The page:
One of S.F. plane crash fatalities may have been killed by fire truck
Pilot was in training on Boeing 777 model
While the National Transportation Safety Board (NTSB) and other agencies investigate Saturday’s Asiana Airlines crash at San Francisco International Airport, the local coroner’s office is trying to determine whether one of the two fatalities in the incident was caused by a fire truck that was rushing to the burning plane.
Officials say autopsies on the two victims – both teenage girls from China – are expected to be completed later today.
The San Francisco Fire Department notified the coroner’s office that a fire truck may have been involved in the death of one of the girls.
San Mateo County Coroner Robert Foucrault said one of the bodies was found on the tarmac near where the plane's tail broke off when it slammed into the runway. The other was found about 30 feet away from where the jetliner came to rest after it skidded down the runway.
Crash occurred during attempted landing
An estimated 180 of the 291 passengers and 16 crew members aboard Flight 214 were taken to area hospitals for treatment. An unknown number of people are in critical condition. Many of those injured have spinal fractures from being “bounced” around while being restrained by seat belts, according to the doctors treating them. Head injuries, internal injuries, fractured bones and burns have also been reported. The flight, which had originated in Shanghai and stopped in Seoul before crossing the Pacific to the United States, crashed as the pilots were attempting to land.
Pilot was in training
A spokesperson for Asiana Airlines said the jetliner’s pilot, Lee Kang-kuk, was in training to become fully qualified on a Boeing 777 and had clocked 43 hours on the model – although he was an experienced pilot on other types of planes. Copilot Lee Jung-min had more than 3,000 hours on the Boeing 777 model.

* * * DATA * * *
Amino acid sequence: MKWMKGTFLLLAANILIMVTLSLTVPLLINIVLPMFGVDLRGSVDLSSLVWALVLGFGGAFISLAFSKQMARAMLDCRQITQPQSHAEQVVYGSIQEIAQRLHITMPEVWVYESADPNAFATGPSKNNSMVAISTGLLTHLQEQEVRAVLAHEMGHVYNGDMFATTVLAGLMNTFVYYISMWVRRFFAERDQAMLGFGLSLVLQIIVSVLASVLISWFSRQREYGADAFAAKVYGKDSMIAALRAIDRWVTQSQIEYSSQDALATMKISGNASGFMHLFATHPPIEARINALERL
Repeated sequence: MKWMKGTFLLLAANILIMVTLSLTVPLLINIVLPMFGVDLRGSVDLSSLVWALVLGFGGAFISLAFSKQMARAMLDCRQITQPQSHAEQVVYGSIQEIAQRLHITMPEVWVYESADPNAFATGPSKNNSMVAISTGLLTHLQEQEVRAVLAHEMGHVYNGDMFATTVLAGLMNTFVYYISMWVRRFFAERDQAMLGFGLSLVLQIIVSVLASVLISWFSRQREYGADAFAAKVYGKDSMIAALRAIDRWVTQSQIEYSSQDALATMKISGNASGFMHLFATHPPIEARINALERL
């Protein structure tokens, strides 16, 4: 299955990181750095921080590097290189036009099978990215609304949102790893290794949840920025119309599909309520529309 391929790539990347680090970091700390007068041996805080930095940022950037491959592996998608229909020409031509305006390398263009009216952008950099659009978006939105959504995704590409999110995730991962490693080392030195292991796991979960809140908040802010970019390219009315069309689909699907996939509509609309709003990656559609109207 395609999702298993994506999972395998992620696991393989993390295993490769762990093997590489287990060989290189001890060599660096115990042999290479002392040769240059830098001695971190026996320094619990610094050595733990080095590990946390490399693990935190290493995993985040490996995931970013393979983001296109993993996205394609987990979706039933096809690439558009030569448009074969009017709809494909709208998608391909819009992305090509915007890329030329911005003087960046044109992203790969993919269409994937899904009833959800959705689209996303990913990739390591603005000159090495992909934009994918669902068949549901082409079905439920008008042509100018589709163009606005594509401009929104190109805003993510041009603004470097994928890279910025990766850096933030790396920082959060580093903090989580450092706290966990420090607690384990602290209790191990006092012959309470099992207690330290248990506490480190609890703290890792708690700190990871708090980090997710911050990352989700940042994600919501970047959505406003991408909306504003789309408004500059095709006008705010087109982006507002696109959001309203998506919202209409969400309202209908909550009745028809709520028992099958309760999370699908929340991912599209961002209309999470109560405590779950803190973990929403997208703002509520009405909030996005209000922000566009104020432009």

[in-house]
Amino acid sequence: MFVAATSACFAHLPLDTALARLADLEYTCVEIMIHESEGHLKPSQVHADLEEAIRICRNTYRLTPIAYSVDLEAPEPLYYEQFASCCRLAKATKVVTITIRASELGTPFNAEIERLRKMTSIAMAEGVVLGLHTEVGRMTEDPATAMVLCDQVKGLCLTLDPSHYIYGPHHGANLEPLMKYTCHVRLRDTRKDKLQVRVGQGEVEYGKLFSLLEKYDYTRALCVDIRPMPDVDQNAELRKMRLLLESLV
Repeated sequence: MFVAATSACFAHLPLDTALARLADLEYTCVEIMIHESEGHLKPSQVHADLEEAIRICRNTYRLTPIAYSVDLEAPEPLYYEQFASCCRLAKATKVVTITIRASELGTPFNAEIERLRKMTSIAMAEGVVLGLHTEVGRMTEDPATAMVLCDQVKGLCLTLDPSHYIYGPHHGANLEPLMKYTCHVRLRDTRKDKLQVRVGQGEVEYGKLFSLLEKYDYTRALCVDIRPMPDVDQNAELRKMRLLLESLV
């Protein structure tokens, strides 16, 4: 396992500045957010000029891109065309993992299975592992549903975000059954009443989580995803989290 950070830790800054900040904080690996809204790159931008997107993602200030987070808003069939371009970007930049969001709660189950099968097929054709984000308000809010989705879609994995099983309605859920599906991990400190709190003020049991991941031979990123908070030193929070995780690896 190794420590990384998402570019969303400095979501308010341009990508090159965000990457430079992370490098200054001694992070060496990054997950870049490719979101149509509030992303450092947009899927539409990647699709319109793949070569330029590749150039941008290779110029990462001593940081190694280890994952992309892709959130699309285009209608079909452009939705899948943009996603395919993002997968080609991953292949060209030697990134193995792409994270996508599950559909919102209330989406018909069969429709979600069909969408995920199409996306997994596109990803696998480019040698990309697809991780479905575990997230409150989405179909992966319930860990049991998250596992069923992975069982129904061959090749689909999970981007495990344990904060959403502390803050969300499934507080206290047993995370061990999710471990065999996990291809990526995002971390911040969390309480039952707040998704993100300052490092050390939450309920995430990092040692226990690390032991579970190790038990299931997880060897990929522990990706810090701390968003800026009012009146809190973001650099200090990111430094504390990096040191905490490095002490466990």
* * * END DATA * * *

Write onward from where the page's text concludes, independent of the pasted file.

Too slow for a safe landing
NTSB chair Deborah Hersman said the pilot was flying much too slowly for a safe landing as he approached the airport – well below the 137 knots (157 mph) required for the maneuver. "We're not talking about a few knots," she said.
Hersman said preliminary indications are that the slow speed triggered a device that warned of an impending stall. There was an increase in speed several seconds before the crash, then an attempt to abort the landing 1.5 seconds before impact.
There was no evidence that the Boeing 777 was experiencing any mechanical problems, based on the two “black boxes” that were recovered from the jet, according to Hersman.
She said NTSB investigators will conduct interviews with the pilots, crew members and passengers in order to reconstruct the events leading up the accident. NTSB Senior Aviation Accident Investigator Bill English will serve as investigator-in-charge.